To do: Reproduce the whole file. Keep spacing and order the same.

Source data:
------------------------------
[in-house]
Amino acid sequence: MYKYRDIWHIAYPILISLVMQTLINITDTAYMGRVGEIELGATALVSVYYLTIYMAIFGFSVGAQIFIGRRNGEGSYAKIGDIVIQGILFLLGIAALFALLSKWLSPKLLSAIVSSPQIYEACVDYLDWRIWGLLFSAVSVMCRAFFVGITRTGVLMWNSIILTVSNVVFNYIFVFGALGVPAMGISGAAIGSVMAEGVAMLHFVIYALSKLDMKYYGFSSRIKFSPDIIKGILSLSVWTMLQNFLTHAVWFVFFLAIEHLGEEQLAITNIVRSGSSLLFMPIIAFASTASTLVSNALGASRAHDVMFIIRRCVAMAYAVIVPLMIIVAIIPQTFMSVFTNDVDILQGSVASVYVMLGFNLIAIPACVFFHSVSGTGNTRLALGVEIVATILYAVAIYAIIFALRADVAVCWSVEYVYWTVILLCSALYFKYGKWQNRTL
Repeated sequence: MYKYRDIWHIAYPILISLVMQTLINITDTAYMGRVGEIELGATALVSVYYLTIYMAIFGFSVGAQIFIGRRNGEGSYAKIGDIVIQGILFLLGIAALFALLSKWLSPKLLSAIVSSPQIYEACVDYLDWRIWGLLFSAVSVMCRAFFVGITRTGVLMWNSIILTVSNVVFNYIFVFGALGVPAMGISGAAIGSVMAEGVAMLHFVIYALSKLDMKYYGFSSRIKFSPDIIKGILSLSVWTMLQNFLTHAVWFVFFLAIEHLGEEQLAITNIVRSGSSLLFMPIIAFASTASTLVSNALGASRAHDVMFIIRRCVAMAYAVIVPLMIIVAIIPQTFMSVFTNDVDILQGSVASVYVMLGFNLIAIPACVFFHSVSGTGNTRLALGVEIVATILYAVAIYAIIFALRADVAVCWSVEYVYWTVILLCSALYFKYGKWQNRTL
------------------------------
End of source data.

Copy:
[in-house]
Amino acid sequence: MYKYRDIWHIAYPILISLVMQTLINITDTAYMGRVGEIELGATALVSVYYLTIYMAIFGFSVGAQIFIGRRNGEGSYAKIGDIVIQGILFLLGIAALFALLSKWLSPKLLSAIVSSPQIYEACVDYLDWRIWGLLFSAVSVMCRAFFVGITRTGVLMWNSIILTVSNVVFNYIFVFGALGVPAMGISGAAIGSVMAEGVAMLHFVIYALSKLDMKYYGFSSRIKFSPDIIKGILSLSVWTMLQNFLTHAVWFVFFLAIEHLGEEQLAITNIVRSGSSLLFMPIIAFASTASTLVSNALGASRAHDVMFIIRRCVAMAYAVIVPLMIIVAIIPQTFMSVFTNDVDILQGSVASVYVMLGFNLIAIPACVFFHSVSGTGNTRLALGVEIVATILYAVAIYAIIFALRADVAVCWSVEYVYWTVILLCSALYFKYGKWQNRTL
Repeated sequence: MYKYRDIWHIAYPILISLVMQTLINITDTAYMGRVGEIELGATALVSVYYLTIYMAIFGFSVGAQIFIGRRNGEGSYAKIGDIVIQGILFLLGIAALFALLSKWLSPKLLSAIVSSPQIYEACVDYLDWRIWGLLFSAVSVMCRAFFVGITRTGVLMWNSIILTVSNVVFNYIFVFGALGVPAMGISGAAIGSVMAEGVAMLHFVIYALSKLDMKYYGFSSRIKFSPDIIKGILSLSVWTMLQNFLTHAVWFVFFLAIEHLGEEQLAITNIVRSGSSLLFMPIIAFASTASTLVSNALGASRAHDVMFIIRRCVAMAYAVIVPLMIIVAIIPQTFMSVFTNDVDILQGSVASVYVMLGFNLIAIPACVFFHSVSGTGNTRLALGVEIVATILYAVAIYAIIFALRADVAVCWSVEYVYWTVILLCSALYFKYGKWQNRTL